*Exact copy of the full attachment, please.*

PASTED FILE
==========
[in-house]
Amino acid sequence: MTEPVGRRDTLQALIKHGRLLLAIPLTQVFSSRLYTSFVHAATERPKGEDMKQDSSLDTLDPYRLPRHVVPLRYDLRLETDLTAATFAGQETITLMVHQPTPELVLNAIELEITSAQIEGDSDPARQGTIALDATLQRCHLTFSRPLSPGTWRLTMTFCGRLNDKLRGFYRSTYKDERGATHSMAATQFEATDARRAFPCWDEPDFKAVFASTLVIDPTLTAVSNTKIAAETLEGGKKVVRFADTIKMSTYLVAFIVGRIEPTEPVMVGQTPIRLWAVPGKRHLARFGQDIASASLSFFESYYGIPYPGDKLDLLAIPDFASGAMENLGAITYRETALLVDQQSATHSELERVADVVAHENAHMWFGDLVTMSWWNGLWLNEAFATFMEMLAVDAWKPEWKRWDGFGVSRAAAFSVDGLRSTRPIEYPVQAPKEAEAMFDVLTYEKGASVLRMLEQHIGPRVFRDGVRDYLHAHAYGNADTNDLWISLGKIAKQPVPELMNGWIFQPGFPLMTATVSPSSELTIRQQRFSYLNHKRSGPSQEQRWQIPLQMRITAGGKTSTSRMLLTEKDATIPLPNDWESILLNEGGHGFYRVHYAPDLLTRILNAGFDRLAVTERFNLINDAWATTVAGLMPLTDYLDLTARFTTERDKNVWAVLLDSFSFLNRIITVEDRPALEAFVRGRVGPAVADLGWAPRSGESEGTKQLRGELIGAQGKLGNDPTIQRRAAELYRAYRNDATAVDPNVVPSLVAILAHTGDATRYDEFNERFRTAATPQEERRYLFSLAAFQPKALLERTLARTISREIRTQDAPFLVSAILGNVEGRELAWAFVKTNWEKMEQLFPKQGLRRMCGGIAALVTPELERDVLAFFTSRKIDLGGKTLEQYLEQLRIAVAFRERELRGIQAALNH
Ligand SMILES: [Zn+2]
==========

[in-house]
Amino acid sequence: MTEPVGRRDTLQALIKHGRLLLAIPLTQVFSSRLYTSFVHAATERPKGEDMKQDSSLDTLDPYRLPRHVVPLRYDLRLETDLTAATFAGQETITLMVHQPTPELVLNAIELEITSAQIEGDSDPARQGTIALDATLQRCHLTFSRPLSPGTWRLTMTFCGRLNDKLRGFYRSTYKDERGATHSMAATQFEATDARRAFPCWDEPDFKAVFASTLVIDPTLTAVSNTKIAAETLEGGKKVVRFADTIKMSTYLVAFIVGRIEPTEPVMVGQTPIRLWAVPGKRHLARFGQDIASASLSFFESYYGIPYPGDKLDLLAIPDFASGAMENLGAITYRETALLVDQQSATHSELERVADVVAHENAHMWFGDLVTMSWWNGLWLNEAFATFMEMLAVDAWKPEWKRWDGFGVSRAAAFSVDGLRSTRPIEYPVQAPKEAEAMFDVLTYEKGASVLRMLEQHIGPRVFRDGVRDYLHAHAYGNADTNDLWISLGKIAKQPVPELMNGWIFQPGFPLMTATVSPSSELTIRQQRFSYLNHKRSGPSQEQRWQIPLQMRITAGGKTSTSRMLLTEKDATIPLPNDWESILLNEGGHGFYRVHYAPDLLTRILNAGFDRLAVTERFNLINDAWATTVAGLMPLTDYLDLTARFTTERDKNVWAVLLDSFSFLNRIITVEDRPALEAFVRGRVGPAVADLGWAPRSGESEGTKQLRGELIGAQGKLGNDPTIQRRAAELYRAYRNDATAVDPNVVPSLVAILAHTGDATRYDEFNERFRTAATPQEERRYLFSLAAFQPKALLERTLARTISREIRTQDAPFLVSAILGNVEGRELAWAFVKTNWEKMEQLFPKQGLRRMCGGIAALVTPELERDVLAFFTSRKIDLGGKTLEQYLEQLRIAVAFRERELRGIQAALNH
Ligand SMILES: [Zn+2]